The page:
Scientists Suggest a New Layer to Crows’ Cognitive Complexity

The birds may be able to grasp a pattern-forming concept once thought to be unique to humans

A black crow sits on the branch of a walnut tree
Previous research has demonstrated that crows can make tools and recognize faces. Getty Images

Time and again, it seems, research has revealed crows performing some cognitive task that defies our expectations. Now, a new paper claims the birds can understand a certain kind of pattern, displaying an ability that scientists once thought was unique to humans.

Researchers tested whether crows can grasp the concept of recursion, which they define as “the process of embedding structures within similar structures” in their paper published in November in Science Advances.

Humans use recursion in language when we embed one clause within another to form a complex sentence, writes Scientific American’s Diana Kwon. For example, if a human says, “The ball the bat hit flew,” they’ve nested the clause “the bat hit” inside of “the ball flew.”

Scientists have long wondered whether understanding these patterns is unique to humans. “There’s always been interest in whether or not nonhuman animals can also grasp recursive sequences,” Diana Liao, the study's lead author who studies bird cognition at the University of Tübingen in Germany, tells Scientific American. In the early 2000s, linguists hypothesized that human language is the only form of animal communication that uses recursion, according to the Wall Street Journal’s Dominique Mosbergen.

However, in a 2020 study also published in Science Advances, researchers proposed that rhesus macaque monkeys might be able to create recursive sequences as well. The monkeys performed at the level of 3- to 5-year-old human children given the same sequence-creating task, but they required more training to do so, according to the Wall Street Journal.

In the new study, the researchers performed a similar experiment on two crows. They trained the birds to peck at sets of brackets, such as { } and [ ], in a recursive pattern, for example, { [ ] }. During training, the crows received birdseed pellets or mealworms for successfully forming recursive sequences, per the Wall Street Journal.

Then, when presented with pairs of brackets that they hadn’t seen before—such as ( [ ] )—the crows correctly formed embedded structures around 40 percent of the time. They had a similar success rate to children and performed better than the monkeys in the 2020 study, per the Wall Street Journal. They also didn’t need the extra training the monkeys received.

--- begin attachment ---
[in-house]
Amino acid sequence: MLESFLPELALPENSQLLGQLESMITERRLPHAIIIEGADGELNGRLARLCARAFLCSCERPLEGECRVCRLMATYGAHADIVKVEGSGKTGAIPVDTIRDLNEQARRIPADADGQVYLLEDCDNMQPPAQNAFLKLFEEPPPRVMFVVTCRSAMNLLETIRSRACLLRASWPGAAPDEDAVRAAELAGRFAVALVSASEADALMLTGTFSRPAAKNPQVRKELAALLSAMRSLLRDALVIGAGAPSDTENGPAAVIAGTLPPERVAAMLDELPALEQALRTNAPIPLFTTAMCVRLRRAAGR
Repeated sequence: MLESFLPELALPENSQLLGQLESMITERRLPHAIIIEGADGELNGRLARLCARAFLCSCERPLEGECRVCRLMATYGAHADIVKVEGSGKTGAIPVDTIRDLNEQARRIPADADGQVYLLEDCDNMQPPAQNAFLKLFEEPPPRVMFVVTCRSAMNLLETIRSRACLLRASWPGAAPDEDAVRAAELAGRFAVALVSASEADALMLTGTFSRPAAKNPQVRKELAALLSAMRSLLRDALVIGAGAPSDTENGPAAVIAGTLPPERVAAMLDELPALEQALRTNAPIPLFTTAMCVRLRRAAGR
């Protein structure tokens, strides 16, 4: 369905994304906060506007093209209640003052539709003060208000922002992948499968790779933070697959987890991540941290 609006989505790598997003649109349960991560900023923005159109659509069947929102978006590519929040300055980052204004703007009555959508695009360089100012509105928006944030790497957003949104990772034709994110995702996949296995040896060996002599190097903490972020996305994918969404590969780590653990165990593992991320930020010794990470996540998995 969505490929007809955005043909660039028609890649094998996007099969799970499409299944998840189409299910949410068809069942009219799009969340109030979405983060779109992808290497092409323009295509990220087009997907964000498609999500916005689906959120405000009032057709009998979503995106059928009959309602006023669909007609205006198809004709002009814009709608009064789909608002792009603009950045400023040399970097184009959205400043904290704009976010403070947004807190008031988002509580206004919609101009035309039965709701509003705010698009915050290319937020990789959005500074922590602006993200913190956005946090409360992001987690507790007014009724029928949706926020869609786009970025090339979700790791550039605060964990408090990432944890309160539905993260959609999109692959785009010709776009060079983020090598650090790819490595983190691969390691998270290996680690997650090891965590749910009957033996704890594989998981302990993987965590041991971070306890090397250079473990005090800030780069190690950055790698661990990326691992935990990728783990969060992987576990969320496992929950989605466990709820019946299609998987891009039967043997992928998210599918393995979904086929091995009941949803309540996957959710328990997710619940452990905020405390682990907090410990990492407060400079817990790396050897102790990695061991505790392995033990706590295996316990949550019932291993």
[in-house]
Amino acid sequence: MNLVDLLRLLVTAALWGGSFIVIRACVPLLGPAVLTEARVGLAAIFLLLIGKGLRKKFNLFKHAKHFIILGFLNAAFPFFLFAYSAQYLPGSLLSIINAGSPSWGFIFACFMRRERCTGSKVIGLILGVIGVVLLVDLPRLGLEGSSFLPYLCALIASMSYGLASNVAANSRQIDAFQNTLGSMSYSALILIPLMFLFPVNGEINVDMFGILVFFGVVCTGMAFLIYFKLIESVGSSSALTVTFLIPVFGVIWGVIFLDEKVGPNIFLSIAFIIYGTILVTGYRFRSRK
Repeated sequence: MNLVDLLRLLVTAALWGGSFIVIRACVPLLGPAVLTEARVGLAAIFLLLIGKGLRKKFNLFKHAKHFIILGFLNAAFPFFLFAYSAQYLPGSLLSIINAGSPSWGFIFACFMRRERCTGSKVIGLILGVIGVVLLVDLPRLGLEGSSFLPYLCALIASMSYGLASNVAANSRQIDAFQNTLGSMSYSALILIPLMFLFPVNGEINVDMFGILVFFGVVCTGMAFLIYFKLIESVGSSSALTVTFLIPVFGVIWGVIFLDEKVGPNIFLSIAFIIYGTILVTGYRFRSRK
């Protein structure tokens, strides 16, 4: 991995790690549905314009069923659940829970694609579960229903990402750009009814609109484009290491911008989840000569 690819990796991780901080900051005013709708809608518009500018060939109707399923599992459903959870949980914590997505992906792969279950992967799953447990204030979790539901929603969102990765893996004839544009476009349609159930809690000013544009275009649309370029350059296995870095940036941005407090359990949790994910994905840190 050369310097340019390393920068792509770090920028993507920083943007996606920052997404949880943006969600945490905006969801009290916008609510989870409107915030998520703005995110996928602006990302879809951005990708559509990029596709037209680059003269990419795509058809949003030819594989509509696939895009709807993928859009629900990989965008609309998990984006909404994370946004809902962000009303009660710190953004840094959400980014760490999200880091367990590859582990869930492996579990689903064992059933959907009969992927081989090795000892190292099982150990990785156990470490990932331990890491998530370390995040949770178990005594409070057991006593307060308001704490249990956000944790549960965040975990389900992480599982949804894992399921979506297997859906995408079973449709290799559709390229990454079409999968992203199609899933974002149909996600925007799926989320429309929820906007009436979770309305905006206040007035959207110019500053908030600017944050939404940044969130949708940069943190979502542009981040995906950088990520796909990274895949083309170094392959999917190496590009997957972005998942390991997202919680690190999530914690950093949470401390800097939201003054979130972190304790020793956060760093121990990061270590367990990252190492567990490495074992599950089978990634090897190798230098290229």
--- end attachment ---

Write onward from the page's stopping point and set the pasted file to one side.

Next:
While the study only used two crows, that doesn’t necessarily mean the findings aren’t noteworthy. “It is a small sample size, which means you can’t make generalizations about populations of crows, but that wasn’t the point,” Stephen Ferrigno, a cognitive scientist at the University of Wisconsin-Madison who co-authored the 2020 monkey study but was not involved with the new paper, tells the Wall Street Journal. “All you need is a single example showing that crows can do this.”

Some other researchers aren’t persuaded by the study's conclusions. Noam Chomsky, one of the linguists who first suggested recursion is unique to human communication, tells the Wall Street Journal he isn’t convinced either study demonstrates that non-humans understand recursion.

After all, it’s possible that the birds learned to peck the shapes in the right order without actually grasping the bracket-nesting concept. Arnaud Rey, a psychologist at the French National Center for Scientific Research, tells Scientific American that the findings could be interpreted as the birds simply learning to link one bracket to the next, as opposed to embedding one pair inside another.

Either way, the paper is not the first to suggest that crows could be more cognitively complex than we might assume. Other research has found that crows can make tools and store them for future use. The birds can also recognize their own faces (and remember humans’ faces), writes Haaretz’s Ruth Schuster.

“To me, this [study] just adds to the catalog of amazing data showing that birds have been completely misunderstood,” Mathias Osvath, a cognitive scientist at Lund University in Sweden who did not contribute to the new research, tells Scientific American. “Saying that mammals took over the world cognitively is just simply wrong.”